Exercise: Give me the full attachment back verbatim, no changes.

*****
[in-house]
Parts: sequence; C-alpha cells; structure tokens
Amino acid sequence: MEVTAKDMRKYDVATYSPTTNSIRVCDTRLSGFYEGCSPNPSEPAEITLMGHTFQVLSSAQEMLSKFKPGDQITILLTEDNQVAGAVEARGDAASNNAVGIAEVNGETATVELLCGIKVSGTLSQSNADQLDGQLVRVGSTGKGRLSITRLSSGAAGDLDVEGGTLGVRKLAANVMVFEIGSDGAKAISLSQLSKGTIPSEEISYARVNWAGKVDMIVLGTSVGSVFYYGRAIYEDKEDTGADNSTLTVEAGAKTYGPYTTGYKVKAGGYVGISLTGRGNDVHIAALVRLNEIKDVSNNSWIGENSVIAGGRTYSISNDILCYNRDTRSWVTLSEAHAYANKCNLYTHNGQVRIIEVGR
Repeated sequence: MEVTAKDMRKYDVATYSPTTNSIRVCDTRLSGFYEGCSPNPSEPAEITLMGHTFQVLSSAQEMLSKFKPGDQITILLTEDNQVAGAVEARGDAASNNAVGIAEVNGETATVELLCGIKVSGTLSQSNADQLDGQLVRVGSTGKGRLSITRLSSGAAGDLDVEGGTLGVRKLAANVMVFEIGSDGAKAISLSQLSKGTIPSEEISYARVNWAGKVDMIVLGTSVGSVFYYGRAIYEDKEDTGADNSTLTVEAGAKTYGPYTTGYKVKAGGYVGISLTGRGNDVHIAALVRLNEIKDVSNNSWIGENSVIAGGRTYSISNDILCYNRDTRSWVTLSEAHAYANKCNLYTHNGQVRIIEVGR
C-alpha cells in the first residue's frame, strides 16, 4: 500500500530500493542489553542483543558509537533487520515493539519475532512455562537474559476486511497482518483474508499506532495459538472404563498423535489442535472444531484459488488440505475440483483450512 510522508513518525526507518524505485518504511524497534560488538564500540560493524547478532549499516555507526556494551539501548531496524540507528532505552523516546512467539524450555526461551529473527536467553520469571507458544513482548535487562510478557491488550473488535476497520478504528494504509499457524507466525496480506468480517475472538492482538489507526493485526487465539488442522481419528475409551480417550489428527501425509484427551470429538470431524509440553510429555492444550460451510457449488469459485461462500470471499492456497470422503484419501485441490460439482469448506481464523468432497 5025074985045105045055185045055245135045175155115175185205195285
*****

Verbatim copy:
[in-house]
Parts: sequence; C-alpha cells; structure tokens
Amino acid sequence: MEVTAKDMRKYDVATYSPTTNSIRVCDTRLSGFYEGCSPNPSEPAEITLMGHTFQVLSSAQEMLSKFKPGDQITILLTEDNQVAGAVEARGDAASNNAVGIAEVNGETATVELLCGIKVSGTLSQSNADQLDGQLVRVGSTGKGRLSITRLSSGAAGDLDVEGGTLGVRKLAANVMVFEIGSDGAKAISLSQLSKGTIPSEEISYARVNWAGKVDMIVLGTSVGSVFYYGRAIYEDKEDTGADNSTLTVEAGAKTYGPYTTGYKVKAGGYVGISLTGRGNDVHIAALVRLNEIKDVSNNSWIGENSVIAGGRTYSISNDILCYNRDTRSWVTLSEAHAYANKCNLYTHNGQVRIIEVGR
Repeated sequence: MEVTAKDMRKYDVATYSPTTNSIRVCDTRLSGFYEGCSPNPSEPAEITLMGHTFQVLSSAQEMLSKFKPGDQITILLTEDNQVAGAVEARGDAASNNAVGIAEVNGETATVELLCGIKVSGTLSQSNADQLDGQLVRVGSTGKGRLSITRLSSGAAGDLDVEGGTLGVRKLAANVMVFEIGSDGAKAISLSQLSKGTIPSEEISYARVNWAGKVDMIVLGTSVGSVFYYGRAIYEDKEDTGADNSTLTVEAGAKTYGPYTTGYKVKAGGYVGISLTGRGNDVHIAALVRLNEIKDVSNNSWIGENSVIAGGRTYSISNDILCYNRDTRSWVTLSEAHAYANKCNLYTHNGQVRIIEVGR
C-alpha cells in the first residue's frame, strides 16, 4: 500500500530500493542489553542483543558509537533487520515493539519475532512455562537474559476486511497482518483474508499506532495459538472404563498423535489442535472444531484459488488440505475440483483450512 510522508513518525526507518524505485518504511524497534560488538564500540560493524547478532549499516555507526556494551539501548531496524540507528532505552523516546512467539524450555526461551529473527536467553520469571507458544513482548535487562510478557491488550473488535476497520478504528494504509499457524507466525496480506468480517475472538492482538489507526493485526487465539488442522481419528475409551480417550489428527501425509484427551470429538470431524509440553510429555492444550460451510457449488469459485461462500470471499492456497470422503484419501485441490460439482469448506481464523468432497 5025074985045105045055185045055245135045175155115175185205195285